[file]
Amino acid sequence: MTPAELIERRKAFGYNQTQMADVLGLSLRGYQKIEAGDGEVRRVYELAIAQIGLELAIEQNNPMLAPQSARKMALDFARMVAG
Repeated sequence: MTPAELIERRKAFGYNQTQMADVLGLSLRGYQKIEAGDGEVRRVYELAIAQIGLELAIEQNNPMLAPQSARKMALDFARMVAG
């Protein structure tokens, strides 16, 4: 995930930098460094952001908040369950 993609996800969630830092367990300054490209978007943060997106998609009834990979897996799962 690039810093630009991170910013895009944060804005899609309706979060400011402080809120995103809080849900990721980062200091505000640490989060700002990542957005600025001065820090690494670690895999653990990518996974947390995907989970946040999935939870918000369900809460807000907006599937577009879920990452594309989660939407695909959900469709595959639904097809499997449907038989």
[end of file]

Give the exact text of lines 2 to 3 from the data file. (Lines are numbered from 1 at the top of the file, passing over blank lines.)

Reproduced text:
Repeated sequence: MTPAELIERRKAFGYNQTQMADVLGLSLRGYQKIEAGDGEVRRVYELAIAQIGLELAIEQNNPMLAPQSARKMALDFARMVAG
């Protein structure tokens, strides 16, 4: 995930930098460094952001908040369950 993609996800969630830092367990300054490209978007943060997106998609009834990979897996799962 690039810093630009991170910013895009944060804005899609309706979060400011402080809120995103809080849900990721980062200091505000640490989060700002990542957005600025001065820090690494670690895999653990990518996974947390995907989970946040999935939870918000369900809460807000907006599937577009879920990452594309989660939407695909959900469709595959639904097809499997449907038989």